As photographers we always want to be working on our images, with the highest quality settings possible. A natural starting point for Photographers is Lightroom and one of the key benefits is that it manages our images for us and makes our life really simple.
When a RAW file is imported into Lightroom and worked on, not only are we working with the RAW data within a natural non destructive workflow, but also in the largest colour space possible, known as ProPhotoRGB (ProPhotoRGB is larger than AdobeRGB and this in turn is larger than sRGB). Lightroom also automatically selects and works in the correct bit depth 8bit, 16bit or even 32 bit depending on the metadata (lens, image details, shooting details etc) from the camera.
When a picture travels between Lightroom and Photoshop, Lightroom manages the colour profile and bit depth for us, but this is configurable inside the Lightroom Preferences, under the ‘External Editing’ tab.
You can see above, the preferences for Photoshop CC are TIFF, ProPhotoRGB and 16bit, these of course are changeable to PSD if that is a preference. The second option is for configuration with other editors that might be used.
There are quite a few Photographers that are using Photoshop or Bridge and Photoshop directly and not Lightroom. In this case, the RAW files will be opened using the Adobe Camera Raw plugin and they can have the same settings applied (as with Lightroom). Once the settings have been applied, the file is then opened in Photoshop for full processing.
I’d like to focus on the way that files are sent to Photoshop for editing from ACR. when opening RAW files direct in Photoshop, the following screen might be familiar. At the bottom of the screen (marked in Red) is a hyperlink, with some data displayed. This data tells Photoshop the colour space, bit depth and resolution that should be used. Notice that on the screen shot below, the settings are configured to be sRGB, 8bit and 300ppi. Ideally when working with images in Photoshop, a higher resolution can be beneficial. So in this case, i’d like to make sure that Photoshop opens the file as ProPhotoRGB and 16bit (the same as Lightroom’s default configuration) . To do this, and configure the settings, click on the hyperlink, marked in red.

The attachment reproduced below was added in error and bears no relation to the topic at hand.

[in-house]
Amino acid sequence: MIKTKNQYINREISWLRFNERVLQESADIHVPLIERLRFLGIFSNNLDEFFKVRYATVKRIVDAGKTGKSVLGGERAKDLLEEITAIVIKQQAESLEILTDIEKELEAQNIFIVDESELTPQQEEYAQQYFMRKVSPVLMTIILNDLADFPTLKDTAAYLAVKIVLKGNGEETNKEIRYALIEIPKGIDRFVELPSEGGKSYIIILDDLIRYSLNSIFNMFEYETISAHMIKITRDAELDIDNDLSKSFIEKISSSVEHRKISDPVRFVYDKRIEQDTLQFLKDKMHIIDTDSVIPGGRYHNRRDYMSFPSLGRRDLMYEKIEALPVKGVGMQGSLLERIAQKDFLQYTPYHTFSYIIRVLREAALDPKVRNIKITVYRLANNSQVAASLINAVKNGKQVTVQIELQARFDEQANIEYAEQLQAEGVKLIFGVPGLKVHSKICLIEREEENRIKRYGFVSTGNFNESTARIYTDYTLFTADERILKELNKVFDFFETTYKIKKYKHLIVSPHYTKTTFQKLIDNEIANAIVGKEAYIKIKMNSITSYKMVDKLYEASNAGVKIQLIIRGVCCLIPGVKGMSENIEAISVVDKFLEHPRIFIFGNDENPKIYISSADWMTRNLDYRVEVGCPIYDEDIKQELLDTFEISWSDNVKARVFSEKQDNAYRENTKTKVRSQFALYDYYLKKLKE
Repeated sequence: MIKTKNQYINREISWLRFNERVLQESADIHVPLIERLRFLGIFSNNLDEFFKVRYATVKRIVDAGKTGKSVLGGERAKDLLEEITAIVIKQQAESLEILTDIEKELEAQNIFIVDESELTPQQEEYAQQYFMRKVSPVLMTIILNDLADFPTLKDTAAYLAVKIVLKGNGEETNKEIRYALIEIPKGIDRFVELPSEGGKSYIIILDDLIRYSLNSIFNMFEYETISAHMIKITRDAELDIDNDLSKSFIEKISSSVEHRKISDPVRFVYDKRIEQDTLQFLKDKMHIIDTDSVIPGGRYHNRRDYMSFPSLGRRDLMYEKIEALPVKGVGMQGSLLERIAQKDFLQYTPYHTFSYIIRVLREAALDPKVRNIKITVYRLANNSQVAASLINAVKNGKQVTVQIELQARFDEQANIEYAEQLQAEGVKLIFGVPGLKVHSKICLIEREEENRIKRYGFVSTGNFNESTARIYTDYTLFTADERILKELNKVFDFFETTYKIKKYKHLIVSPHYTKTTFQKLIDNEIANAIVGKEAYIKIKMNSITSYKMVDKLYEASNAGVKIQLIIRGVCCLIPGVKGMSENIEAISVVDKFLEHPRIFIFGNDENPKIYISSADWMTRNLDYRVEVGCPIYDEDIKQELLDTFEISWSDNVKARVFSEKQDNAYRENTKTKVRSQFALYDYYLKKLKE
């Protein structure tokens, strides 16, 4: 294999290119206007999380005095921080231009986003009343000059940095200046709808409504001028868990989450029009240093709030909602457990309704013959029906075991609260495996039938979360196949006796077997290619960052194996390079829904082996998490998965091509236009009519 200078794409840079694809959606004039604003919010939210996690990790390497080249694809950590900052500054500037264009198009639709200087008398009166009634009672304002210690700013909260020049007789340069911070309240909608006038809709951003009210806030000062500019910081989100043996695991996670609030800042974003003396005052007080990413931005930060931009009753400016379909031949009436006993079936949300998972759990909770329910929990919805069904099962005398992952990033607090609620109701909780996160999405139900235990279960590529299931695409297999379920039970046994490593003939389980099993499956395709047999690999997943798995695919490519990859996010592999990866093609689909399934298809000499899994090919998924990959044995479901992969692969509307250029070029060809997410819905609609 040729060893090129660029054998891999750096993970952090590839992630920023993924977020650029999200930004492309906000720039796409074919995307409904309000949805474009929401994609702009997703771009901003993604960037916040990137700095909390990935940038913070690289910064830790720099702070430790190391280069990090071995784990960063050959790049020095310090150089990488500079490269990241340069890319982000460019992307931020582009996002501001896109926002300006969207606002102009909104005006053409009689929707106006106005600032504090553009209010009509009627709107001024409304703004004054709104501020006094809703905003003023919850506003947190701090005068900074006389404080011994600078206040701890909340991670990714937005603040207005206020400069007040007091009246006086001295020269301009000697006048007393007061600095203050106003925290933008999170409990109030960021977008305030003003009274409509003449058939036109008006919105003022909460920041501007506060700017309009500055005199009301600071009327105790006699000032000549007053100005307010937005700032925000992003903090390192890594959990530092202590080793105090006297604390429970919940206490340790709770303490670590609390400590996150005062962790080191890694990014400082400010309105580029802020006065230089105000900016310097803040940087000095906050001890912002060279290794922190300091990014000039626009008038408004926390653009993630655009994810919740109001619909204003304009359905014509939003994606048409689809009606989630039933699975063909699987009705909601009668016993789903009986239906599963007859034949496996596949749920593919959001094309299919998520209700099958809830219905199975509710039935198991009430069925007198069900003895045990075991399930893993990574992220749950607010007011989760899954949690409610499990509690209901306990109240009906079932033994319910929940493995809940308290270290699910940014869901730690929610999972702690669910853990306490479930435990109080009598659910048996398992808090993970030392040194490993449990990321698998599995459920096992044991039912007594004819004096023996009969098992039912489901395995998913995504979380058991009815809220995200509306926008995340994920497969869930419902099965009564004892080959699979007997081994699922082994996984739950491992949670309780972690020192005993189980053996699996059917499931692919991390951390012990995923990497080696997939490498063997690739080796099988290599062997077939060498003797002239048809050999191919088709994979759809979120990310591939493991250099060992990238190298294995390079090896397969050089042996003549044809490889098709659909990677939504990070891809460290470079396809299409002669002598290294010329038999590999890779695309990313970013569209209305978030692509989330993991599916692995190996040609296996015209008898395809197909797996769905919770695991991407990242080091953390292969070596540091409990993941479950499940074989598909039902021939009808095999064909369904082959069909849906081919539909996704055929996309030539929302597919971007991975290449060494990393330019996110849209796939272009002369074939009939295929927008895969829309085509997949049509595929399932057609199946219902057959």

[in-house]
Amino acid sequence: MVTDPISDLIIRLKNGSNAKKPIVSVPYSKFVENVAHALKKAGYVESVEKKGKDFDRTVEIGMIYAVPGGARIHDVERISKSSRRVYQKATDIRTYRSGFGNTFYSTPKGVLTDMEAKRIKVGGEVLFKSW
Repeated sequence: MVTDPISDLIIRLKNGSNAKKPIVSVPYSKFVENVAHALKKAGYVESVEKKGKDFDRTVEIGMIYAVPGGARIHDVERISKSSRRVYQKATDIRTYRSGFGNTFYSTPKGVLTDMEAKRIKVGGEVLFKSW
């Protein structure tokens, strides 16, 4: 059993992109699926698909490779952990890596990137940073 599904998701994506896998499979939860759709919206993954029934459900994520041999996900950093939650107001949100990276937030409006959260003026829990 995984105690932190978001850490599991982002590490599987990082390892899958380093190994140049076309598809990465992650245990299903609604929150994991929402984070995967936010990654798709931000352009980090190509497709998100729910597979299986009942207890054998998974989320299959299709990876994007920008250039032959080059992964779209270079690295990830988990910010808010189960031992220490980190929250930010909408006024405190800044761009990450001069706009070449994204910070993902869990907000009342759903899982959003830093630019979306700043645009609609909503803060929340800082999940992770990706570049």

Once clicked, the following screen should appear, showing the colour space, bit depth, as well as an option to open in Photoshop as a Smart Objects.
By selecting the preset combo box, the ‘New Workflow Preset’ can be chosen (marked in Red). This opens a dialog box asking for a meaningful name, i’ve called mine ProPhotoRBG 16bit. Press OK.
At this point the presets can be chosen. In the example below i’ve chosen the ProPhotoRGB and 16bits per channel, as well as always open using Smart Objects in Photoshop (Smart Objects enables a non destructive workflow. Smart Objects allows any edits made in Adobe Camera RAW (ACR) re-editable directly inside Photoshop if required, even after adjustment and other layers have been added to the re-touch).
When changes have been made, the preset can be updated by choosing ‘Update’ from the preset combo box (marked Red below). The current profile will now be used inside Photoshop.
Once in Photoshop, you will be able to confirm the changes. The data marked in Red shows the bit depth of the image (top = 8bit and bottom = 16bit). Also, the file is twice as large (marked in Yellow).
If you are working direct in Photoshop, just check your settings to make sure you are taking advantage of the largest colour space, and maximum bit depth that is required. (Remember 32 bit is useful for HDR images, not single 14-16bit images, which is typically from a modern day camera).